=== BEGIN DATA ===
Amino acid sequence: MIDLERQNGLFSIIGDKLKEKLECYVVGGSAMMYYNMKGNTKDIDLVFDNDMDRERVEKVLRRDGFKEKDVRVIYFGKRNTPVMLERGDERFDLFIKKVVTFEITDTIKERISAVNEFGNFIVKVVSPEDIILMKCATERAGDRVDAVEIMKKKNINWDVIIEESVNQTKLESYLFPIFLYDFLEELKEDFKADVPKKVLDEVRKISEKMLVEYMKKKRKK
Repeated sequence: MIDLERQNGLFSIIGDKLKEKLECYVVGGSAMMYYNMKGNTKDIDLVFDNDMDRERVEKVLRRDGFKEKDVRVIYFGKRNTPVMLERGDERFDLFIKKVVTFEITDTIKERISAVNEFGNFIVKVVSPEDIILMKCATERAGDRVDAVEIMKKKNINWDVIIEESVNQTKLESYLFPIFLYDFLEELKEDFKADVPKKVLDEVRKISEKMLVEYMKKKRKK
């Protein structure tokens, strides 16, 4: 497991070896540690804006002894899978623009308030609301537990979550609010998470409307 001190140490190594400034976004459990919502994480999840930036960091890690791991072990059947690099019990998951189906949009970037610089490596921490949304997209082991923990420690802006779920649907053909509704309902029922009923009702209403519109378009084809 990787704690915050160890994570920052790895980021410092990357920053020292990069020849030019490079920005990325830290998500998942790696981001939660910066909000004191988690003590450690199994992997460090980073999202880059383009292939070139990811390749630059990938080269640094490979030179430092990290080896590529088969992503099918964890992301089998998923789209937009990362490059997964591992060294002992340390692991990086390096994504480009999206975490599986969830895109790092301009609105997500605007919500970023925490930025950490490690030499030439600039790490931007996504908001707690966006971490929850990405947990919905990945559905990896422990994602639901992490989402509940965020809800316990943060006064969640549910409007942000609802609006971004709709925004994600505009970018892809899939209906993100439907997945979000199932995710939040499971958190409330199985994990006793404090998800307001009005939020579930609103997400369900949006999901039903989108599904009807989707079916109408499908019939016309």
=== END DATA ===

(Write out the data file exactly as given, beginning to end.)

Amino acid sequence: MIDLERQNGLFSIIGDKLKEKLECYVVGGSAMMYYNMKGNTKDIDLVFDNDMDRERVEKVLRRDGFKEKDVRVIYFGKRNTPVMLERGDERFDLFIKKVVTFEITDTIKERISAVNEFGNFIVKVVSPEDIILMKCATERAGDRVDAVEIMKKKNINWDVIIEESVNQTKLESYLFPIFLYDFLEELKEDFKADVPKKVLDEVRKISEKMLVEYMKKKRKK
Repeated sequence: MIDLERQNGLFSIIGDKLKEKLECYVVGGSAMMYYNMKGNTKDIDLVFDNDMDRERVEKVLRRDGFKEKDVRVIYFGKRNTPVMLERGDERFDLFIKKVVTFEITDTIKERISAVNEFGNFIVKVVSPEDIILMKCATERAGDRVDAVEIMKKKNINWDVIIEESVNQTKLESYLFPIFLYDFLEELKEDFKADVPKKVLDEVRKISEKMLVEYMKKKRKK
């Protein structure tokens, strides 16, 4: 497991070896540690804006002894899978623009308030609301537990979550609010998470409307 001190140490190594400034976004459990919502994480999840930036960091890690791991072990059947690099019990998951189906949009970037610089490596921490949304997209082991923990420690802006779920649907053909509704309902029922009923009702209403519109378009084809 990787704690915050160890994570920052790895980021410092990357920053020292990069020849030019490079920005990325830290998500998942790696981001939660910066909000004191988690003590450690199994992997460090980073999202880059383009292939070139990811390749630059990938080269640094490979030179430092990290080896590529088969992503099918964890992301089998998923789209937009990362490059997964591992060294002992340390692991990086390096994504480009999206975490599986969830895109790092301009609105997500605007919500970023925490930025950490490690030499030439600039790490931007996504908001707690966006971490929850990405947990919905990945559905990896422990994602639901992490989402509940965020809800316990943060006064969640549910409007942000609802609006971004709709925004994600505009970018892809899939209906993100439907997945979000199932995710939040499971958190409330199985994990006793404090998800307001009005939020579930609103997400369900949006999901039903989108599904009807989707079916109408499908019939016309």